Rail tape - The war

OK - so lets’ hear it! What tape do you prefer for your rails, and why?

Masking tape? UHMW? Lets’ duke it out!

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I seldom tape my rails, mostly tape the trucks with electrical tape, the rails I would use masking tape.

I just turn the little adjusting screws under my rails to raise them up.

I use electrical tape on my rails because I happened to have a roll of it not doing anything. I have no idea whether something else would work better or not.

Michael Hurley
Titivilus Press
Memphis, TN

Gorilla Tape. Fabulous stuff. It does not compress.

I read somewhere that electrical tape on the rails caused somebody’s rollers to slip, and that this was solved by using masking tape.

M.E.R.T.’s =
Morgan Expansion Roller Trucks
Roller bearers, locked in each end of the chase. These may be fashioned out of inverted lino slugs. rules, type high hard wood or ?. Especially useful when rails are worn and bumpy.
Both of the above!
Thanks, no tape for me!

Tried electrical tape, tried gorilla tape, but they both dented after leaving the rollers on over-night. Used UHMW from Fritz and not touched the rail since.


Tracks need to be adjusted to the form height, and trucks need to be adjusted to roller diameter. Without that, all you get is roller slur.
Photopolymer requires a more precise adjustment than foundry type, but so do mixed forms. My dad used MERTs, and so did I until adding photopolymer: a hard transition, and in the end MERTS were abandoned, replaced by solid trucks. Now I keep a tape dispenser next to the platen, with .005” white drafting tape, and .0025” clear tape. Combinations of these work well, with occasional form underlays of glassine or onionskin. I install fresh tape if needed for the specific job conditions, which may be anything from handset to Lino or Ludlow slug, or several different photopolymer plates.
Nothing ruins established practices than a designer’s expectations, so either adjust methods to the job or choose the jobs that fit the method.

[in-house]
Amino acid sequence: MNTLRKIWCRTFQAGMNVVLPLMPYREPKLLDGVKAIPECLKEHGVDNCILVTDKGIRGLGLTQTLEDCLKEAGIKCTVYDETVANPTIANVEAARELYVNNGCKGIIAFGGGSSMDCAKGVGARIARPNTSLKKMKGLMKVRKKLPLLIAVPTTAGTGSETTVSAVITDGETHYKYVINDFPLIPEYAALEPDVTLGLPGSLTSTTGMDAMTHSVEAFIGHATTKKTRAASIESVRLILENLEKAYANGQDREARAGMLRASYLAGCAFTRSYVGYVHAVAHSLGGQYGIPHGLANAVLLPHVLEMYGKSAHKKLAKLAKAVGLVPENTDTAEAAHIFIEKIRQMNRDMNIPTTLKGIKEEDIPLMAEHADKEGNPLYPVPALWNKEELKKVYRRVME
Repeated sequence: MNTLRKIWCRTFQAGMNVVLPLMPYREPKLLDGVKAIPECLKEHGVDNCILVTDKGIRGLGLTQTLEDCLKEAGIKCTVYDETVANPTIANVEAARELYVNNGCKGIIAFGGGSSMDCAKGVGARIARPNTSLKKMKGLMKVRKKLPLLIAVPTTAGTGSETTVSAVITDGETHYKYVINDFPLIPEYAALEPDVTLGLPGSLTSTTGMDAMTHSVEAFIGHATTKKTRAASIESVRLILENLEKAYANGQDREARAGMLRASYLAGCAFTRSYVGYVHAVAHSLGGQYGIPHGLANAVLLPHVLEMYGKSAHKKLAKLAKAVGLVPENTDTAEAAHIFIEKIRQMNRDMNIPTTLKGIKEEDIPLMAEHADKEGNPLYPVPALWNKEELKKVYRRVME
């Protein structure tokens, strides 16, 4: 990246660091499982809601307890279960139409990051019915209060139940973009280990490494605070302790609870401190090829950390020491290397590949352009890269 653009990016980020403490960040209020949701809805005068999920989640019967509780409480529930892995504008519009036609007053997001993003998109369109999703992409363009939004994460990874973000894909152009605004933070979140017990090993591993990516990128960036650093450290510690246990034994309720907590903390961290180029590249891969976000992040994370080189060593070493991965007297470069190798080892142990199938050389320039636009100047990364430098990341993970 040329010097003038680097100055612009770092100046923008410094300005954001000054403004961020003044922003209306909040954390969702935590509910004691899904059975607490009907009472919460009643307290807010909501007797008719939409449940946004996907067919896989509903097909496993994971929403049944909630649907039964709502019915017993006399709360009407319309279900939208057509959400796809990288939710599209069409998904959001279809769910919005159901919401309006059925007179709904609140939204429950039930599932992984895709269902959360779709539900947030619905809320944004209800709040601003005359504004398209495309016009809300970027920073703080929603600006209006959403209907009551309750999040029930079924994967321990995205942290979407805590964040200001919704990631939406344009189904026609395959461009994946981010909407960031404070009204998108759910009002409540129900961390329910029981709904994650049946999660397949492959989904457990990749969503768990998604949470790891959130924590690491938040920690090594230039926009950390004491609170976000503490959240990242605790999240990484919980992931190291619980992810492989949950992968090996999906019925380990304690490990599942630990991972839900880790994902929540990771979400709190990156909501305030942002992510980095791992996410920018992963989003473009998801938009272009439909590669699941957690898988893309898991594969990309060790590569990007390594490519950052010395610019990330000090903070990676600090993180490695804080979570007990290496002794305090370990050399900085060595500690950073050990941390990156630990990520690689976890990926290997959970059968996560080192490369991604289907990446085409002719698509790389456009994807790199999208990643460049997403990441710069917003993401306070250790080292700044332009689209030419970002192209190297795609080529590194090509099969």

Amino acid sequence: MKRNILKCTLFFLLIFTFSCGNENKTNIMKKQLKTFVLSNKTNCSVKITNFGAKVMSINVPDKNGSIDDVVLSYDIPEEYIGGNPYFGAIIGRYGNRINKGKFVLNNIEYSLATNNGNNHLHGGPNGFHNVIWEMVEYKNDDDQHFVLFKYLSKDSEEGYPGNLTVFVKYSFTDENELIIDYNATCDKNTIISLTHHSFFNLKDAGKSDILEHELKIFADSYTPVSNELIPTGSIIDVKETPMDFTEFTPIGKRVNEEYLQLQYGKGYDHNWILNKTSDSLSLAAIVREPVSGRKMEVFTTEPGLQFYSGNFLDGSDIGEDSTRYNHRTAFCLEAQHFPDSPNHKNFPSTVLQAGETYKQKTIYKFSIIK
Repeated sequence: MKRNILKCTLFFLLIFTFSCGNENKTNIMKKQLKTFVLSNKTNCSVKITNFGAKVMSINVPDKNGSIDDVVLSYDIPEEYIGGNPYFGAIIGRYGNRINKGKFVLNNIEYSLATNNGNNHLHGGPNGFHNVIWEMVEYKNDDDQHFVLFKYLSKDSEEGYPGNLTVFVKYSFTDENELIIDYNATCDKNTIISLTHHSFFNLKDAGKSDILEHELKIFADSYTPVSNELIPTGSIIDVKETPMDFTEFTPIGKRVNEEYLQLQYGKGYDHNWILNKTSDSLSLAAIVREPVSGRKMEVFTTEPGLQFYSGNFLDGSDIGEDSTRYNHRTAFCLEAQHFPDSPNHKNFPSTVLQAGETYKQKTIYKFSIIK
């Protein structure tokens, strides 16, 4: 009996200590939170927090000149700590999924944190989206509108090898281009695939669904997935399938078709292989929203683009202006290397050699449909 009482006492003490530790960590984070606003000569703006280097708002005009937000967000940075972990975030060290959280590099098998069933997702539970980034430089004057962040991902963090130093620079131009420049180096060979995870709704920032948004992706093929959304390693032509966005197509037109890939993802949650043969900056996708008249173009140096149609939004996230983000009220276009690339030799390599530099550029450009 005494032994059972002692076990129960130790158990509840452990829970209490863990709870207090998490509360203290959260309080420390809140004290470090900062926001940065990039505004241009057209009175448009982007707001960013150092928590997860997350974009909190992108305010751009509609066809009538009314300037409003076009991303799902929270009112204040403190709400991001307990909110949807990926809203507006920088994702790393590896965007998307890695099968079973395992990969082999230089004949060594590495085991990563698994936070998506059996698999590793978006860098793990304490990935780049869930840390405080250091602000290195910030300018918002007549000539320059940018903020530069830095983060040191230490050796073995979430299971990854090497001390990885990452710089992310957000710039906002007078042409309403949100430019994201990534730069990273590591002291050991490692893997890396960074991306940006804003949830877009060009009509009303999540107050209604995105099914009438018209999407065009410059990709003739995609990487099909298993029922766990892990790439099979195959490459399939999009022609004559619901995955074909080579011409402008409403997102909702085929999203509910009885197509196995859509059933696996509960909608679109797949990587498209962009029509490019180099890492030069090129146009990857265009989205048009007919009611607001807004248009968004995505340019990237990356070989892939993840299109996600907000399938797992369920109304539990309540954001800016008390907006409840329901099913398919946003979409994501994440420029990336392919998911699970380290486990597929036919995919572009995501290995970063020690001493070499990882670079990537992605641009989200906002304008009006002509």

Hugo, I never leave my rollers on-press for any length of time, so I’ve never had a problem with denting. I also only have to use 3 or 4 strips of electrical tape as my C&P isn’t nearly as old or well-used as some of them out there so there’s not as much give as there might otherwise be. I do have to replace the tape fairly regularly as the oil and roller wash destroys the adhesive but it’s still probably going to take years for me to use up this one roll of tape.

Michael Hurley
Titivilus Press
Memphis, TN

My press came with MERTs and I used them at first, but they gave me tons of trouble and in the end one of them literally crumbled to pieces in my hand. I bought some Delrin trucks from Fritz and started taping my rails instead. Much easier to maintain consistency in adjustment.

The problem I had with the MERTs was that a) they were very old and the rubber was hard (and as I found out, the pot metal castings were brittle) which made adjusting them extremely difficult, and b) that it was very hard to guarantee that all six were adjusted to the exact same size. Putting three strips of tape on each rail is far, far simpler.

Michael Hurley
Titivilus Press
Memphis, TN

At one point years ago someone mentioned stainless steel adhesive tape which I think came from Grainger or a local well-stocked hardware store. I’ve seen stainless tape with adhesive and printed for measuring, as on a table saw or such. Seems like the stainless would be dent-proof and pretty impervious to solvent except at the edges.


Take this into account- the adhesive on that stuff is usually pretty thick and gummy. The steel might not dent easily, but the adhesive can compress over time.

Oh, and I’ve always used a combination of the hardest masking tape I can find beneath, and a layer of strapping tape applied quite carefully as the top layer.

I tape both my rails AND my trucks. I tape the trucks with a layer of electrical tape but the onlyt ape that works for me on the rails is strapping tape. I know it’s what Boxcar press uses and I find it doesn’t dent or compress much at all over time. I love it, and have had the same tape on my rails for almost two years. When I need to adjust up or down for a very large or small form (sometimes you need to adjust by one tape thickness to get perfect inking) I use artist tape (which is a nicer version of masking tape which won’t rip up the tape below). You can get strapping tape and artist tape in the 1/2” width needed for the rails.

I HATED electrical tape for the rails because it’s stretchy so as you tape it, it had the tendency to pull back on itself and then peel off the press. It’s also very soft, and compresses quickly. Plus, for me it’s not sticky enough, but it helped get the roller trucks up to the perfect heigh to get a full proper rotation with just two loops.